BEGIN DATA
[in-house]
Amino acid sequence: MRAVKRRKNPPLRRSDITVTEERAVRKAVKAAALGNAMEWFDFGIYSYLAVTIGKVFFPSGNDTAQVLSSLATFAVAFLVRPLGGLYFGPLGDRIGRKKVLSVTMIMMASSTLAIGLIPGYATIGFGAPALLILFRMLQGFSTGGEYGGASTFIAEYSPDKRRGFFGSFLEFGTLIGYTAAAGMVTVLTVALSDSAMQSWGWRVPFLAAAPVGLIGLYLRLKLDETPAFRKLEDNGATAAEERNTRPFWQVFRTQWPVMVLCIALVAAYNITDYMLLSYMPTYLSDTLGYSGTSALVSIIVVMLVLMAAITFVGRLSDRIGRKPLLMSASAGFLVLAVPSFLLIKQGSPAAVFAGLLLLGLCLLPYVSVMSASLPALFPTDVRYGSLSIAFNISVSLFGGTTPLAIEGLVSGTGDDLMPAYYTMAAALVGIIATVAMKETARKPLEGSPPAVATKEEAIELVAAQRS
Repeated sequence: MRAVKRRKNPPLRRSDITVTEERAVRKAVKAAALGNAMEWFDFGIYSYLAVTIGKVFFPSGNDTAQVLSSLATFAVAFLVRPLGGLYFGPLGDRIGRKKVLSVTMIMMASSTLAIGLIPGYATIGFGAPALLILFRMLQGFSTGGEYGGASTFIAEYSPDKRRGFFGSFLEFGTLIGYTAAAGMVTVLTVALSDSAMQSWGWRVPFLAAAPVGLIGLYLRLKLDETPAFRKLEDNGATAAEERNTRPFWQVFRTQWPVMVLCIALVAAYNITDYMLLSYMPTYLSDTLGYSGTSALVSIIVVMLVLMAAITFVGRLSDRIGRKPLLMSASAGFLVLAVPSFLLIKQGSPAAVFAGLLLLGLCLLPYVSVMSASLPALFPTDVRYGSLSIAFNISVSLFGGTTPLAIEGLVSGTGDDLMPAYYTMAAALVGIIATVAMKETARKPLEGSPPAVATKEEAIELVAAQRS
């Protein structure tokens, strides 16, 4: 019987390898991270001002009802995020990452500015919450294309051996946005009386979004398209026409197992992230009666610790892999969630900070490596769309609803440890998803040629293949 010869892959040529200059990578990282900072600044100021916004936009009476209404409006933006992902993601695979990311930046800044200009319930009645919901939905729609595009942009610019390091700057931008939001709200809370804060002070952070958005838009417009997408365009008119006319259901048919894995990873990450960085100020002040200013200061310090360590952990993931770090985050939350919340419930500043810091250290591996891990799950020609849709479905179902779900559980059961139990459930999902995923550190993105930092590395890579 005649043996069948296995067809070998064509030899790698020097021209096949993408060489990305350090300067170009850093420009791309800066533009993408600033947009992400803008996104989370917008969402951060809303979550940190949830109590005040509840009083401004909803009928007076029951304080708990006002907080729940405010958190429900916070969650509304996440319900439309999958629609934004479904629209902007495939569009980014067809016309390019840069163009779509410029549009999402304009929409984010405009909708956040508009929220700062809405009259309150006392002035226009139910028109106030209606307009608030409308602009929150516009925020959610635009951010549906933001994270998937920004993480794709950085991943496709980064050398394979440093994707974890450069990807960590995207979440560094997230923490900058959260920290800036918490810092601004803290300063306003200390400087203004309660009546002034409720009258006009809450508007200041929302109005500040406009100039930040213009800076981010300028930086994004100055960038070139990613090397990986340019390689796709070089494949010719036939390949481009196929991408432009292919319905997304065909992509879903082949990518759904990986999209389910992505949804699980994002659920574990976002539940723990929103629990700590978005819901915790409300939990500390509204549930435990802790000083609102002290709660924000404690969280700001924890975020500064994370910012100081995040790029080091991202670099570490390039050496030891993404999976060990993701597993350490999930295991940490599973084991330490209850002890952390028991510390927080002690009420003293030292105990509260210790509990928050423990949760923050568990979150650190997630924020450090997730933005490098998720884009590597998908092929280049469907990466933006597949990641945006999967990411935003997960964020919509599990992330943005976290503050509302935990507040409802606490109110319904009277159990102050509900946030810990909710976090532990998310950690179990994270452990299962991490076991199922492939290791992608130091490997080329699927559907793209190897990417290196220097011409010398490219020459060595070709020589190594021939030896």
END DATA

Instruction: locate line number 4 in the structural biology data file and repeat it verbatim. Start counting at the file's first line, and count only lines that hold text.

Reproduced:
């Protein structure tokens, strides 16, 4: 019987390898991270001002009802995020990452500015919450294309051996946005009386979004398209026409197992992230009666610790892999969630900070490596769309609803440890998803040629293949 010869892959040529200059990578990282900072600044100021916004936009009476209404409006933006992902993601695979990311930046800044200009319930009645919901939905729609595009942009610019390091700057931008939001709200809370804060002070952070958005838009417009997408365009008119006319259901048919894995990873990450960085100020002040200013200061310090360590952990993931770090985050939350919340419930500043810091250290591996891990799950020609849709479905179902779900559980059961139990459930999902995923550190993105930092590395890579 005649043996069948296995067809070998064509030899790698020097021209096949993408060489990305350090300067170009850093420009791309800066533009993408600033947009992400803008996104989370917008969402951060809303979550940190949830109590005040509840009083401004909803009928007076029951304080708990006002907080729940405010958190429900916070969650509304996440319900439309999958629609934004479904629209902007495939569009980014067809016309390019840069163009779509410029549009999402304009929409984010405009909708956040508009929220700062809405009259309150006392002035226009139910028109106030209606307009608030409308602009929150516009925020959610635009951010549906933001994270998937920004993480794709950085991943496709980064050398394979440093994707974890450069990807960590995207979440560094997230923490900058959260920290800036918490810092601004803290300063306003200390400087203004309660009546002034409720009258006009809450508007200041929302109005500040406009100039930040213009800076981010300028930086994004100055960038070139990613090397990986340019390689796709070089494949010719036939390949481009196929991408432009292919319905997304065909992509879903082949990518759904990986999209389910992505949804699980994002659920574990976002539940723990929103629990700590978005819901915790409300939990500390509204549930435990802790000083609102002290709660924000404690969280700001924890975020500064994370910012100081995040790029080091991202670099570490390039050496030891993404999976060990993701597993350490999930295991940490599973084991330490209850002890952390028991510390927080002690009420003293030292105990509260210790509990928050423990949760923050568990979150650190997630924020450090997730933005490098998720884009590597998908092929280049469907990466933006597949990641945006999967990411935003997960964020919509599990992330943005976290503050509302935990507040409802606490109110319904009277159990102050509900946030810990909710976090532990998310950690179990994270452990299962991490076991199922492939290791992608130091490997080329699927559907793209190897990417290196220097011409010398490219020459060595070709020589190594021939030896």